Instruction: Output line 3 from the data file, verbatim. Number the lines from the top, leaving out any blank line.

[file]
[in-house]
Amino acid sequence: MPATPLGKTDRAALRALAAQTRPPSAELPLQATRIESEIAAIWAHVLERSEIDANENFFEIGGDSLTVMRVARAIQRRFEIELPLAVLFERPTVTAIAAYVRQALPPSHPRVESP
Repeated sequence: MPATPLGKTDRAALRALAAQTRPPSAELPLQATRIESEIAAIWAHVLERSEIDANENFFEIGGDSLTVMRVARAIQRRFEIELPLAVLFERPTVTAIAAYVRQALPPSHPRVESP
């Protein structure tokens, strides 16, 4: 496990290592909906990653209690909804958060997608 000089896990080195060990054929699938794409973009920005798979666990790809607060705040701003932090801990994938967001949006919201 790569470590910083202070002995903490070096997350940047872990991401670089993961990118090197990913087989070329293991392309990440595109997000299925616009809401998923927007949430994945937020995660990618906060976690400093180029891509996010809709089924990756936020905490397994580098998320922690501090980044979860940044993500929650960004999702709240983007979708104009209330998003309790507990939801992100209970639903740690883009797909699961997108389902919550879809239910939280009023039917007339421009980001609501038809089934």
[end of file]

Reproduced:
Repeated sequence: MPATPLGKTDRAALRALAAQTRPPSAELPLQATRIESEIAAIWAHVLERSEIDANENFFEIGGDSLTVMRVARAIQRRFEIELPLAVLFERPTVTAIAAYVRQALPPSHPRVESP